As we roll into 2015, it can almost go without saying that we live in a social media centric world. There's an emphasis on sharing and connecting in almost everything we do.
It's not uncommon to find suggested hashtags hovering at the bottoms of our TV screens, leaving us to be the generation that wonders, "If I go to the gym without tweeting about it, did I go to the gym at all?"
The virtual sharing reaches new heights with monumental events, such as engagements, weddings and babies.
These are the posts on our Instagram and Facebook feeds that receive hundreds of likes and several inevitable eye rolls. It feels natural to share intimate moments with all of our followers, and to an extent, it is.
This is the culture in which we live. We share mundane details of our everyday lives, such as a snapshot of our iced coffees and shoes.
So, why not share the big moments as well? This is the thought process, as subconscious as it may be, and it feels entirely normal to Millennials.
As an engaged female, I've become fully aware of the extent to which social media can be incorporated into the entire wedding planning process. Furthermore, I've embraced a lot of it.
My fiancé and I have a personalized hashtag, which we plan to display at our reception via a kitschy chalkboard. With all of that said, we plan to have a cell phone-free wedding ceremony.
I'm fully aware this will cause some confusion and annoyance from some of our guests, particularly those who are photo snapping enthusiasts, and it may seem crazy to ask over 100 people to put down their iPhones for 30 minutes, but hear me out first.
To all current and future brides, consider these four thoughts before you head down the aisle:
1. Without their phones, your guests will be in the moment with you
It's an unavoidable fact: The very act of Instagramming or tweeting takes you out of the moment, even if just for a split second.
It may not seem like a big deal, but think about the duration of your wedding ceremony in relation to the rest of your life. It is a mere blip in your lifetime.
Don't you want everyone to be 100 percent focused and present?
A guest who is focused on choosing the right filter for her picture may not be watching as the groom sees you for the first time, or the look your parents exchange as you approach the altar. In a wedding ceremony, it's details like this that make it beautiful and personal. You wouldn't want your guests to miss a thing.
2. Let your wedding photographer do his or her job
Imagine trying to get the perfect shot of the bride as she comes down the aisle, only to be photographically cock-blocked by 100 amateur iPhone users. Your wedding photographer is paid to capture all of those beautiful moments, and your aunt Judy is not. Let the professional handle this one.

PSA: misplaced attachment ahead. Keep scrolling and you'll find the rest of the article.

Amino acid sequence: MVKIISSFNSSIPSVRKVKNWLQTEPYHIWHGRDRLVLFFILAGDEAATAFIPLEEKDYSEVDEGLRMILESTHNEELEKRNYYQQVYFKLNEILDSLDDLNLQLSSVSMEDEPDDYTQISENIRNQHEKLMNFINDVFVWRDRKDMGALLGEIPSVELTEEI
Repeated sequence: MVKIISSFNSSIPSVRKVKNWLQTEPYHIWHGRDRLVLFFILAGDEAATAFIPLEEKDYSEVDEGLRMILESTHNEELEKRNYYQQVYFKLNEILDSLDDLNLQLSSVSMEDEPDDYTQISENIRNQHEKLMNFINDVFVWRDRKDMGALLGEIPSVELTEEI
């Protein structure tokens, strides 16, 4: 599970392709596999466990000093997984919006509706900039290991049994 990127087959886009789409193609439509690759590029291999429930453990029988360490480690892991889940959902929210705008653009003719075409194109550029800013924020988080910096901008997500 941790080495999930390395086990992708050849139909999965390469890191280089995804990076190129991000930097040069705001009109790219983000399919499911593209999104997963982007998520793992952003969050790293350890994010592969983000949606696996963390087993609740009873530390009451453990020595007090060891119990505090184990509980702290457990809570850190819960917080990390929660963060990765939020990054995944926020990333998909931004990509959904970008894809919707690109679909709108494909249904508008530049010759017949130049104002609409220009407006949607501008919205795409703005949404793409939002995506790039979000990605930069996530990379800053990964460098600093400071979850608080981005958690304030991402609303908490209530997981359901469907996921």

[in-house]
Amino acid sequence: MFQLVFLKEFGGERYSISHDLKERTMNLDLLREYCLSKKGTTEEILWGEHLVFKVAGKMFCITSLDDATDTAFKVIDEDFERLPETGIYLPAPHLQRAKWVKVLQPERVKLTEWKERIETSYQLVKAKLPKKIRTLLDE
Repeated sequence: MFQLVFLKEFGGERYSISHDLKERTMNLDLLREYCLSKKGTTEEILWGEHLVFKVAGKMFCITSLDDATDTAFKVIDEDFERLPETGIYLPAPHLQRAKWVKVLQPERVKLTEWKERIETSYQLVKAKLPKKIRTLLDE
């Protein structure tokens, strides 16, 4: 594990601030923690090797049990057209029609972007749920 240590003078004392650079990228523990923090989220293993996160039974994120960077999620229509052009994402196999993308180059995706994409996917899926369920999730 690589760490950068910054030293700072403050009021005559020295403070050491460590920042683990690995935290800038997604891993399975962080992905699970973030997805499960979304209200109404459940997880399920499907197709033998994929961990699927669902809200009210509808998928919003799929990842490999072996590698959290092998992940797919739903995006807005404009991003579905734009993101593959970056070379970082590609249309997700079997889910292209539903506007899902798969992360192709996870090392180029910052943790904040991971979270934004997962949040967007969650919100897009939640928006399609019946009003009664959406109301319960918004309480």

By urging your guests to keep their phones tucked away, you'll give your photographer more space with which to work. He or she will be able to get all of those great angles without worrying about an iPhone 6 Plus popping into the frame. You'll appreciate this later when you see all of the flawless photos from the ceremony (photos with #nofilter needed).
3. Avoid the paparazzi effect
For many ladies, there's a common reaction to having over a dozen iPhone cameras pointed at you. Smile, chin down, eyes up, suck it in, look hot. Do you really want to be worried about that while walking down the aisle to meet your future husband?
Furthermore, by encouraging a no phone policy, you escape the possibility of intimate (or unflattering) photos being uploaded to Instagram before you even say "I do."
You've invited these select people to your wedding ceremony; they were the ones you chose to watch you make a public commitment to your future spouse. Is it necessary for hundreds of other people to be included before you've even finished your vows?
Think about what you want to share and what you'd like to keep private.
4. Most importantly, you need to be present
On your wedding day, you will obviously be thinking about many things. Your mind will be filled with details from the moment you wake up; it simply comes with the territory.
The ceremony should be a time for you to focus on the bigger picture. You are marrying someone to share the rest of your life with you. Let that sink in for a second.
You don't need any other distractions, as minor as they may seem. For those 20 or 30 minutes, you should be allowed to zoom in on one thing and one thing only: your partner.
In the grand scheme of things, the ceremony will be over in the blink of an eye.
You don't need a status update or an amaro filter to prove that it happened; your memory will speak for itself.